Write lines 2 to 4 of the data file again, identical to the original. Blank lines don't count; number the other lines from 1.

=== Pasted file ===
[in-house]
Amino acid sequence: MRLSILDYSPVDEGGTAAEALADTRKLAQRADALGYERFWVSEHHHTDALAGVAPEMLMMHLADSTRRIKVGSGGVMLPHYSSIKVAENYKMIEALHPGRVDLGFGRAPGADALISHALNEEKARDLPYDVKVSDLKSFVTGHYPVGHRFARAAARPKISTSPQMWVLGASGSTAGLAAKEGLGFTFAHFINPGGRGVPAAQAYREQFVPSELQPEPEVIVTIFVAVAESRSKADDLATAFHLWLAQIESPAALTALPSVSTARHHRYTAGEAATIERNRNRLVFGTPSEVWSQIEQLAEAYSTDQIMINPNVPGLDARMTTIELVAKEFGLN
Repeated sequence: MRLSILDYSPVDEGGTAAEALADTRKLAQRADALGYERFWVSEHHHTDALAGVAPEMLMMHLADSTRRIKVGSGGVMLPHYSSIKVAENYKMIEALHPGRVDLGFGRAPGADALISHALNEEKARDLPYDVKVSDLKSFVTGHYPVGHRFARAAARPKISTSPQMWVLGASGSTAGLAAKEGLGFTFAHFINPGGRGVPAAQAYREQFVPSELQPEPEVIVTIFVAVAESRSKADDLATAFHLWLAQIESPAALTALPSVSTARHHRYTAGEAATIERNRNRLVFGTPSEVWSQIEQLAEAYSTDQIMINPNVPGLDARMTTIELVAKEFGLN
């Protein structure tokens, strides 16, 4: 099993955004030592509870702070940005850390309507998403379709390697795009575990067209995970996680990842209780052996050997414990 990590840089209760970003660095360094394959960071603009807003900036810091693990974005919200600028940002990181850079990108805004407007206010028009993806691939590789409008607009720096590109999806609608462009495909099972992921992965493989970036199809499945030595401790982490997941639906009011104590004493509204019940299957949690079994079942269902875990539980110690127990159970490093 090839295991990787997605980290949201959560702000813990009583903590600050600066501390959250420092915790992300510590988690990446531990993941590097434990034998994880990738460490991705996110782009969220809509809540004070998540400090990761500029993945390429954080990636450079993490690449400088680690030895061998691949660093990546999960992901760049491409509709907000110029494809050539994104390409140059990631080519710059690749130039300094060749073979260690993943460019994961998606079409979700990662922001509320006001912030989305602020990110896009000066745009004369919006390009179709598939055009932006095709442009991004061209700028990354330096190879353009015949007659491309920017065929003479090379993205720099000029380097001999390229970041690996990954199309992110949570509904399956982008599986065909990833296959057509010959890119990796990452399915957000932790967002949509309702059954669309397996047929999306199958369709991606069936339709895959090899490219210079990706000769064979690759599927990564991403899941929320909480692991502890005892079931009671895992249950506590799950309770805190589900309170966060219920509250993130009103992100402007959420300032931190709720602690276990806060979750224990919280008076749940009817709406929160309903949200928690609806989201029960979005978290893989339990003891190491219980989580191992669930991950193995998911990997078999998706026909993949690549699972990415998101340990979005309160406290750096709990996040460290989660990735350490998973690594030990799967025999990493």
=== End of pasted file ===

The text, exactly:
Amino acid sequence: MRLSILDYSPVDEGGTAAEALADTRKLAQRADALGYERFWVSEHHHTDALAGVAPEMLMMHLADSTRRIKVGSGGVMLPHYSSIKVAENYKMIEALHPGRVDLGFGRAPGADALISHALNEEKARDLPYDVKVSDLKSFVTGHYPVGHRFARAAARPKISTSPQMWVLGASGSTAGLAAKEGLGFTFAHFINPGGRGVPAAQAYREQFVPSELQPEPEVIVTIFVAVAESRSKADDLATAFHLWLAQIESPAALTALPSVSTARHHRYTAGEAATIERNRNRLVFGTPSEVWSQIEQLAEAYSTDQIMINPNVPGLDARMTTIELVAKEFGLN
Repeated sequence: MRLSILDYSPVDEGGTAAEALADTRKLAQRADALGYERFWVSEHHHTDALAGVAPEMLMMHLADSTRRIKVGSGGVMLPHYSSIKVAENYKMIEALHPGRVDLGFGRAPGADALISHALNEEKARDLPYDVKVSDLKSFVTGHYPVGHRFARAAARPKISTSPQMWVLGASGSTAGLAAKEGLGFTFAHFINPGGRGVPAAQAYREQFVPSELQPEPEVIVTIFVAVAESRSKADDLATAFHLWLAQIESPAALTALPSVSTARHHRYTAGEAATIERNRNRLVFGTPSEVWSQIEQLAEAYSTDQIMINPNVPGLDARMTTIELVAKEFGLN
């Protein structure tokens, strides 16, 4: 099993955004030592509870702070940005850390309507998403379709390697795009575990067209995970996680990842209780052996050997414990 990590840089209760970003660095360094394959960071603009807003900036810091693990974005919200600028940002990181850079990108805004407007206010028009993806691939590789409008607009720096590109999806609608462009495909099972992921992965493989970036199809499945030595401790982490997941639906009011104590004493509204019940299957949690079994079942269902875990539980110690127990159970490093 090839295991990787997605980290949201959560702000813990009583903590600050600066501390959250420092915790992300510590988690990446531990993941590097434990034998994880990738460490991705996110782009969220809509809540004070998540400090990761500029993945390429954080990636450079993490690449400088680690030895061998691949660093990546999960992901760049491409509709907000110029494809050539994104390409140059990631080519710059690749130039300094060749073979260690993943460019994961998606079409979700990662922001509320006001912030989305602020990110896009000066745009004369919006390009179709598939055009932006095709442009991004061209700028990354330096190879353009015949007659491309920017065929003479090379993205720099000029380097001999390229970041690996990954199309992110949570509904399956982008599986065909990833296959057509010959890119990796990452399915957000932790967002949509309702059954669309397996047929999306199958369709991606069936339709895959090899490219210079990706000769064979690759599927990564991403899941929320909480692991502890005892079931009671895992249950506590799950309770805190589900309170966060219920509250993130009103992100402007959420300032931190709720602690276990806060979750224990919280008076749940009817709406929160309903949200928690609806989201029960979005978290893989339990003891190491219980989580191992669930991950193995998911990997078999998706026909993949690549699972990415998101340990979005309160406290750096709990996040460290989660990735350490998973690594030990799967025999990493």